While reading a mail thread, if you scroll down, the panel letting you
manage the thread (archive, delete, labels, next, previous, etc) stays
with you at the top of the screen. However it never goes outside the
area which displays threads, so if you scroll to the top of the page,
the panel doesn't obscure the search box or the generic google header.

The iPhone contact list
The contact list is sectioned by first letter of the name of the
contacts in the list. Each section has a header indicating the first
letter of the contacts in the section. The header is generally
displayed at the top of the section, but if not visible there it stays
on top of the viewport. However the header never goes further down
than the bottom of its section. When at the bottom of the section it's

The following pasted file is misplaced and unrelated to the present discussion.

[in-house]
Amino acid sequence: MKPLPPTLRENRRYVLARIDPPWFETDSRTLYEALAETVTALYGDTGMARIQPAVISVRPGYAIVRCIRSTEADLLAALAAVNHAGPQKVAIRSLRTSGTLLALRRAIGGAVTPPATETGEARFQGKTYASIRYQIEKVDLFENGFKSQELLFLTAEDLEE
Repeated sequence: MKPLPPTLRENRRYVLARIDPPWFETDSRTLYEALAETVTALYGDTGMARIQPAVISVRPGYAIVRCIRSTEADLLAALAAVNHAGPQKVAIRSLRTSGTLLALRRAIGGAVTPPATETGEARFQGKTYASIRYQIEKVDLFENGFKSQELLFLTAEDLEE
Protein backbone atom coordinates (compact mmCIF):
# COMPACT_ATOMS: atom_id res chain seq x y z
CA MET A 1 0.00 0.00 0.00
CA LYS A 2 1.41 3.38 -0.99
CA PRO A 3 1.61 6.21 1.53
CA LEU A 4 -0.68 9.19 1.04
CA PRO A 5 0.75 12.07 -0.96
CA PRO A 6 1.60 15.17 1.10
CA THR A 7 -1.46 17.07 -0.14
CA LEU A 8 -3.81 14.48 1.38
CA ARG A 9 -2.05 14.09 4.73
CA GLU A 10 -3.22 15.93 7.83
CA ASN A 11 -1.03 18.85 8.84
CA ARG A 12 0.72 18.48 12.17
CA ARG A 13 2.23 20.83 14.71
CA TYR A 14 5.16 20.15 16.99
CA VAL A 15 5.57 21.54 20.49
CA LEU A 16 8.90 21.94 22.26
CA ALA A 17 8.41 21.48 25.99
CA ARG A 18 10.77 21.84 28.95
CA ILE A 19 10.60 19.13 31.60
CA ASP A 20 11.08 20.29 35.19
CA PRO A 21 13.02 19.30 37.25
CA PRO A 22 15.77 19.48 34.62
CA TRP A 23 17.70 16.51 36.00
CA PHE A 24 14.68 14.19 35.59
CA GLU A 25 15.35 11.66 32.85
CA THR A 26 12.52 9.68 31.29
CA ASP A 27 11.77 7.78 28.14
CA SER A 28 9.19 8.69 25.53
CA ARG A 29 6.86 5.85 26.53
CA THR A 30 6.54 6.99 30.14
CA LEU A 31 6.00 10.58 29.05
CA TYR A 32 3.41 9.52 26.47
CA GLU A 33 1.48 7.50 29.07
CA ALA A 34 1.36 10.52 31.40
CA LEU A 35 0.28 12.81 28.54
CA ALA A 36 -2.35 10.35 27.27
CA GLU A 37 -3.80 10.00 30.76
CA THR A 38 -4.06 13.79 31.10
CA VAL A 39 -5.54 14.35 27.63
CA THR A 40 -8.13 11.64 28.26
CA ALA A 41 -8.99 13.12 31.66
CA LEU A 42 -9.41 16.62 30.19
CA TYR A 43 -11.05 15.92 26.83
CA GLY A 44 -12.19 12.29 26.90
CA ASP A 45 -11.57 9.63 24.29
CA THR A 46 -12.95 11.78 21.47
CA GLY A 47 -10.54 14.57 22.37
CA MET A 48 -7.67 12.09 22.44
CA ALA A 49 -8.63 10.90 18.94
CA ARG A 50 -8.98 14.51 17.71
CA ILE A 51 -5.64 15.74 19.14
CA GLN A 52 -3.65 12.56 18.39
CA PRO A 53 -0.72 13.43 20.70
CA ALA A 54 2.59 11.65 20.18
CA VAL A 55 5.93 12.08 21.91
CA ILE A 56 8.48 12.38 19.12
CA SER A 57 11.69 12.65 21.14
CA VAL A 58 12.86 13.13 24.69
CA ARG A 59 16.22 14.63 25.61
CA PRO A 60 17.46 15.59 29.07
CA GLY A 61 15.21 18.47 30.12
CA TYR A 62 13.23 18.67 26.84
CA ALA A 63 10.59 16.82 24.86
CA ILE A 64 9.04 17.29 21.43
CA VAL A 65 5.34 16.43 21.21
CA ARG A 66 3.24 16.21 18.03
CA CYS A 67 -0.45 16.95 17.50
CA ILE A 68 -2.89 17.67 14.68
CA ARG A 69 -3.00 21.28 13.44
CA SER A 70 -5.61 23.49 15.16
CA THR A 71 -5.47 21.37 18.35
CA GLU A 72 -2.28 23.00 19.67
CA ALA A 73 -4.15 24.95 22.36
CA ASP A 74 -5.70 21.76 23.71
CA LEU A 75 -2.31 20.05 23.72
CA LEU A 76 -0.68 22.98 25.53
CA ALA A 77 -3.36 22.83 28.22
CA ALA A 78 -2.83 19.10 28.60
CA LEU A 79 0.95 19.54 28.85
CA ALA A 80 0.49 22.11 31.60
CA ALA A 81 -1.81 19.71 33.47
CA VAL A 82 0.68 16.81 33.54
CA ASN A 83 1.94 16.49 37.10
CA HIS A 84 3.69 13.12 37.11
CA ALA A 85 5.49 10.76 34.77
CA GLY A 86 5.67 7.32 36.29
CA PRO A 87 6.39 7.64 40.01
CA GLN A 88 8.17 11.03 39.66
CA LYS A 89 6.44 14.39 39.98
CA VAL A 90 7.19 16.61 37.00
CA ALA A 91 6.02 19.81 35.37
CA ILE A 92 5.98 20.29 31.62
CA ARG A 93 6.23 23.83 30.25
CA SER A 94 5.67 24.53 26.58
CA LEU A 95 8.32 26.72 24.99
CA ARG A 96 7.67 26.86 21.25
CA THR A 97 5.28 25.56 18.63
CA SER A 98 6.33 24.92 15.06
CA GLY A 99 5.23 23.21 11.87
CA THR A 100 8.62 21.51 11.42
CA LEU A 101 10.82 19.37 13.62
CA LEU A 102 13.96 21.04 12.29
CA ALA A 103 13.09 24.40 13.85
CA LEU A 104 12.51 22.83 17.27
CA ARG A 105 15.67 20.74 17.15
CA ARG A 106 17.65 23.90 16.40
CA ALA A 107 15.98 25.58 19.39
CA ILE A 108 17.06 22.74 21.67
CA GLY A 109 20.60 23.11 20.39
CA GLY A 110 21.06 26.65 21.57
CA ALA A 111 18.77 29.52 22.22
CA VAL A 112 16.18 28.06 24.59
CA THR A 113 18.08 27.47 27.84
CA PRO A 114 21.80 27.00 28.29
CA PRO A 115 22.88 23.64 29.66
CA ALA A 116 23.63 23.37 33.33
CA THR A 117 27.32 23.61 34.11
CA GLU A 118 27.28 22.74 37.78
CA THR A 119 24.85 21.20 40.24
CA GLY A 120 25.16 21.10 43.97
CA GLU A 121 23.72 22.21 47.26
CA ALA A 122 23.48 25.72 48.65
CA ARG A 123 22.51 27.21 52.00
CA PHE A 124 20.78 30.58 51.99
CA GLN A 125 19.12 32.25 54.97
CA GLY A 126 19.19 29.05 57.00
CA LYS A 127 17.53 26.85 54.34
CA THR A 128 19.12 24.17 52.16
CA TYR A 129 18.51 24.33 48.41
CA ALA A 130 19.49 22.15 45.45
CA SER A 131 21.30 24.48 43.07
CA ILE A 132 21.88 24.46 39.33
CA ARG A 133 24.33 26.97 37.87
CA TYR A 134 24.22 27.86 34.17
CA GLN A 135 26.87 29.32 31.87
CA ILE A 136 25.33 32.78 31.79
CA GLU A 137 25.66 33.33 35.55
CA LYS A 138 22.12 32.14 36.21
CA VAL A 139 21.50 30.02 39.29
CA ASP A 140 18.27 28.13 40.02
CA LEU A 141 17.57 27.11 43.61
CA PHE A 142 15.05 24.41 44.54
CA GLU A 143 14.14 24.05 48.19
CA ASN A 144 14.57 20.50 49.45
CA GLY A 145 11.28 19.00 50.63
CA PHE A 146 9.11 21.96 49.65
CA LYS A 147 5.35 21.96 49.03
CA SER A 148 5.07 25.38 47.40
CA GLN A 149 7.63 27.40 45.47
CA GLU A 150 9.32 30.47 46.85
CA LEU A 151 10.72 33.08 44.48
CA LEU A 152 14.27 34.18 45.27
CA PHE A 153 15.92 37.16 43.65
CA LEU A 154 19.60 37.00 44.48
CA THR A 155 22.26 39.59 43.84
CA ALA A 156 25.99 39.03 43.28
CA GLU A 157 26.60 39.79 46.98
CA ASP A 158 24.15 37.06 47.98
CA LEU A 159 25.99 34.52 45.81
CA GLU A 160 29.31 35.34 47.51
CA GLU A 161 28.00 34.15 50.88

generally edge-to-edge with the header for the section below it.

In all these cases the position of an element switches between fixed
positioning and something else depending on where the user has
scrolled. Specifically, if the element isn't visible, due to
scrolling, at its normal position, the positioning changes to fixed.
However it only stays fixed within a certain area of the page, never
positioning above or below it.

Here is an initial proposal for how to support this. Apologies for it
being in pretty poor shape. I'm not a layout person which surely
shows. I propose two new values to the "position" property:


When position is static-fixed-in-parent the box's position is
calculated according to the normal flow. If the box ends up partially
or wholly hidden due being inside overflow in a containing block (or
the containing block's containing block etc), the box is moved to